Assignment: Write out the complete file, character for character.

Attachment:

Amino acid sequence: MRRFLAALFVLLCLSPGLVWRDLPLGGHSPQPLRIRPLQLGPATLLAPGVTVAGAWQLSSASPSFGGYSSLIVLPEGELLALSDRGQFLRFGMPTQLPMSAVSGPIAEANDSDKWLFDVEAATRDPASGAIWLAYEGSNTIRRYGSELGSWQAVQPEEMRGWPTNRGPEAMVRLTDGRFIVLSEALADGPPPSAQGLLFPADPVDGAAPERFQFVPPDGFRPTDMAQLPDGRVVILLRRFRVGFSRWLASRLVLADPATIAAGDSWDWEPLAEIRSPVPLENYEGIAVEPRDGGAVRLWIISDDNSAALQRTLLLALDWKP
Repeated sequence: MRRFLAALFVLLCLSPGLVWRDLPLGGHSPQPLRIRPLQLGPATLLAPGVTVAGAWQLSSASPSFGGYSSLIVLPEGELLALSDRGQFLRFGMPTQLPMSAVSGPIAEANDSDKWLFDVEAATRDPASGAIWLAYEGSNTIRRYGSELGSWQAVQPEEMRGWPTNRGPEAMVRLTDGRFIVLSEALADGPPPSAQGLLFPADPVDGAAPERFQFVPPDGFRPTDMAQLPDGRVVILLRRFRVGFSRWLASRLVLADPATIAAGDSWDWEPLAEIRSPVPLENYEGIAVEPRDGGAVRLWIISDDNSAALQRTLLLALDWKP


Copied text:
Amino acid sequence: MRRFLAALFVLLCLSPGLVWRDLPLGGHSPQPLRIRPLQLGPATLLAPGVTVAGAWQLSSASPSFGGYSSLIVLPEGELLALSDRGQFLRFGMPTQLPMSAVSGPIAEANDSDKWLFDVEAATRDPASGAIWLAYEGSNTIRRYGSELGSWQAVQPEEMRGWPTNRGPEAMVRLTDGRFIVLSEALADGPPPSAQGLLFPADPVDGAAPERFQFVPPDGFRPTDMAQLPDGRVVILLRRFRVGFSRWLASRLVLADPATIAAGDSWDWEPLAEIRSPVPLENYEGIAVEPRDGGAVRLWIISDDNSAALQRTLLLALDWKP
Repeated sequence: MRRFLAALFVLLCLSPGLVWRDLPLGGHSPQPLRIRPLQLGPATLLAPGVTVAGAWQLSSASPSFGGYSSLIVLPEGELLALSDRGQFLRFGMPTQLPMSAVSGPIAEANDSDKWLFDVEAATRDPASGAIWLAYEGSNTIRRYGSELGSWQAVQPEEMRGWPTNRGPEAMVRLTDGRFIVLSEALADGPPPSAQGLLFPADPVDGAAPERFQFVPPDGFRPTDMAQLPDGRVVILLRRFRVGFSRWLASRLVLADPATIAAGDSWDWEPLAEIRSPVPLENYEGIAVEPRDGGAVRLWIISDDNSAALQRTLLLALDWKP